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The Financial Express

Propaganda, war and today's indifference


File photo used for representational image File photo used for representational image

Most people refuse to believe humans are now living in the most peaceful era in the history of our species, argues Harvard University psychologist Steven Pinker. Author of a 2011 book, "The Better Angels of Our Nature: Why Violence Has Declined", he thinks modern media does not help, by means of non-stop coverage of war, crime, and terrorism. Thus, he elucidates, our cognitive faculties predispose us to believe we live in violent times. 

Since February 24, 2022, the headlines of the powerful global media outlets, especially the Western news portals, have been fixed on one issue - the Russia-Ukraine war. As if there is no other serious or heartening issue that arises in the meantime. A few pro-Russian entities are out to present narratives countering those of the backers of Ukraine. 

A third opinion - different from the versions of the US-led West and Russia and its sympathisers - points to the double standards of highlighting the Ukraine war on the basis of the Ukrainians' European characteristics. A number of wars and civil wars in the past decades and occupation of foreign territories have not been covered with the same spirit. 

However, the media coverage itself, in major part of the world, indicates that the audiences are losing curiosity about what happens in Ukraine today despite horrifying reports of killing. This is how the global masses might have expressed their disapproval of hostilities and preference to peace as required for stable and comfortable living. After the World War II, particularly the detonation of nuclear weapons on Hiroshima and Nagasaki in 1945, the conscientious opinion leaders expected a more peaceful world, which was then polluted by the Cold War. Bertrand Russell expressed concern when the world was close to a nuclear war between the US and former USSR during the 1962 Cuban missile crisis.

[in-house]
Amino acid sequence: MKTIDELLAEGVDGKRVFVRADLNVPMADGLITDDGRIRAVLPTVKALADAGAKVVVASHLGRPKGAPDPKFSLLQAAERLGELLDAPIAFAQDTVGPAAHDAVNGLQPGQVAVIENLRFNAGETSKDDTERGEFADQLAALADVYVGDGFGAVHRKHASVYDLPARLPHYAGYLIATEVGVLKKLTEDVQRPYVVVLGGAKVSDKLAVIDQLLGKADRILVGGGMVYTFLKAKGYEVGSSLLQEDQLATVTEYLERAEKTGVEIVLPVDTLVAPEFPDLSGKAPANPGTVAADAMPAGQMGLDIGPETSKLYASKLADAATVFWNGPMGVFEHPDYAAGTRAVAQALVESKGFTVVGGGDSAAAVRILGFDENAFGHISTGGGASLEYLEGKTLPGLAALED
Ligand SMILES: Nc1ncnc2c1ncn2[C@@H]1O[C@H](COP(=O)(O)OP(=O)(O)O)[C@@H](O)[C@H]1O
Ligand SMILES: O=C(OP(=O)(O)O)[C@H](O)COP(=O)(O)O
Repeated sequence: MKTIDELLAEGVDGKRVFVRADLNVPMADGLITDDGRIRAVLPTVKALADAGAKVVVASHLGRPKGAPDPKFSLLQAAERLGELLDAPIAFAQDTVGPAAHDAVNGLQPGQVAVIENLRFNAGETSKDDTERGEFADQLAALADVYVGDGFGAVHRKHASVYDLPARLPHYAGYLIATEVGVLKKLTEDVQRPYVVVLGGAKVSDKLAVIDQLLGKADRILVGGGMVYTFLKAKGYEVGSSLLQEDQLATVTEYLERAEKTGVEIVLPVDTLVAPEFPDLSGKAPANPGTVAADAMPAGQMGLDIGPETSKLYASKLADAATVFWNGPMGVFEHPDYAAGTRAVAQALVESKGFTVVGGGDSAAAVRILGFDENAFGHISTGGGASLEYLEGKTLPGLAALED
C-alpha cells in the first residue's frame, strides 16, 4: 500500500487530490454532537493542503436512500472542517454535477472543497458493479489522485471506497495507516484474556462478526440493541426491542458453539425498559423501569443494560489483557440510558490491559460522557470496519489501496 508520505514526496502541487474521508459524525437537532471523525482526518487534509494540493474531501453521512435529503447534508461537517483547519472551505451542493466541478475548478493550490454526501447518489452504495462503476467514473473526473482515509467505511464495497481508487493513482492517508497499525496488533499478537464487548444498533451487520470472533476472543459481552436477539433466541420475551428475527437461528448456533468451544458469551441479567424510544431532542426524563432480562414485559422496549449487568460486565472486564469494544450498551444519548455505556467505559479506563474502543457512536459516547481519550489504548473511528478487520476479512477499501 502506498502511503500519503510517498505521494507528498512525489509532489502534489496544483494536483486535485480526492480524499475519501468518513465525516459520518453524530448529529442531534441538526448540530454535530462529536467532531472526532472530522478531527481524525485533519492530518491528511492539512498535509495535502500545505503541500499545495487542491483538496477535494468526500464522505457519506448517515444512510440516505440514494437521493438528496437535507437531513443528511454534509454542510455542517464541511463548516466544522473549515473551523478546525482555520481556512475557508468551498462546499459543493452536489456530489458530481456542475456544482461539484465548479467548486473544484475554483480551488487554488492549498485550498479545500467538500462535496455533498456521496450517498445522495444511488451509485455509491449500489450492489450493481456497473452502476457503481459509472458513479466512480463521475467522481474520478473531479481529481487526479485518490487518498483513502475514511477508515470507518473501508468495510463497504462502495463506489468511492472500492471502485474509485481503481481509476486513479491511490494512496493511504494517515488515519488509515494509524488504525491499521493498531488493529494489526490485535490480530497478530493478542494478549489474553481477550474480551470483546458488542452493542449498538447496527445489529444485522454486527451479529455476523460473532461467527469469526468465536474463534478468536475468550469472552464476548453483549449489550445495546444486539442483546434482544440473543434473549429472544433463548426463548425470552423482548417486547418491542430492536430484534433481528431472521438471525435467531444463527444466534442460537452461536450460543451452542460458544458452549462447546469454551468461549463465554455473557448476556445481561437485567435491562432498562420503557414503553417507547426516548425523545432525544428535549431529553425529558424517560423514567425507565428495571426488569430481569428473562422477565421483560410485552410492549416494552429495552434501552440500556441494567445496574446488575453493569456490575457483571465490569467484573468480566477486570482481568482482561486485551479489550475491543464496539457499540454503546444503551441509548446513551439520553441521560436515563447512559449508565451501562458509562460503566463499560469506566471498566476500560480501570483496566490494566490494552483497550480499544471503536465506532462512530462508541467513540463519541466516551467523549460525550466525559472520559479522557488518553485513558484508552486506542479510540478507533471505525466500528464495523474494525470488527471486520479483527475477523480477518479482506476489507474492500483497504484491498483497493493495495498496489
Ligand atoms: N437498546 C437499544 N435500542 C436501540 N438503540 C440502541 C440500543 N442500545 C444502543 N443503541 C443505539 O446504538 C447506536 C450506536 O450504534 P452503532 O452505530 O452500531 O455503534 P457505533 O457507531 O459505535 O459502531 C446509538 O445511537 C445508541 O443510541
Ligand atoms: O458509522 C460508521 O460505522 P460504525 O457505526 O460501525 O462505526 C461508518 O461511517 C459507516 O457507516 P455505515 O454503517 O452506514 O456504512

Now suffering mostly economically though living in places far away from the war scene, various nations have been more confused about why Russia's Vladimir Putin has actually launched a 'costly' special military operation and how the Ukrainians have survived till date the assault by a superpower! 

Other questions that may come to public mind include: 'Who is the actual winner in an apparently pronged war?', 'How will Russia overcome sanctions?', 'What have America, Europe and China separately gained from the war?' and 'When will we know the secret strategies of the belligerents used in the Ukraine war?' 

There are obvious gaps in information about the situation, rationales offered by the parties concerned and their diplomatic, ideological and economic motives. The war propaganda has failed to decode Mr. Putin's hypersonic strategies. Ukraine President Volodymyr Zelensky, a Jew himself, has rather disclosed his wish to make his country in the post-war era a 'big Israel', a Zionist state which occupied Palestinian and other nations' lands. 

While Russia's invasion of Ukraine could have been widely condemned on social media as a naked attack on an independent, sovereign country, the Western assertion of why Ukraine (not countries in similar situation) must win and Russia should be defeated at any cost gives a different impression and alienates the third world nations from the dominant arguments on both sides. 

The attempts by the two camps - the US and its allies and Russia and its friends - to find other countries by their sides, suggest their quest for establishing hegemony, exposing fresh enmity that may shape the global order in the coming days. Hatred provokes man faster than does love soothe one's heart but global citizens in the age of connectivity couldn't connect themselves to the causes, if not effects, of the latest war. 

Dhaka's unwillingness to strongly support or oppose any of the powers in the Ukraine conflict is understandable in the current global context and in view of Bangladesh's foreign policy obligations. Most countries have found them as not any party to the conflict as, after all, they may have their national interests at stake. The Westerners, too, have not directly engaged themselves in the war, although they are in constant arguments and providing moral and material supports to Ukraine. 

So, the war is replete with controversies and disinformation released by whoever willing to spread their purported narratives. Casualty in this process is truth, only which can satisfy the innocent, investigative minds. 

A war involves certain amount of falsehood by either of the parties or all is never a righteous move for the civilisation. The world is disillusioned of war propaganda as well whenever it is unravelled, but individuals, communities and leaders need to appreciate the value of peace for its durability. 

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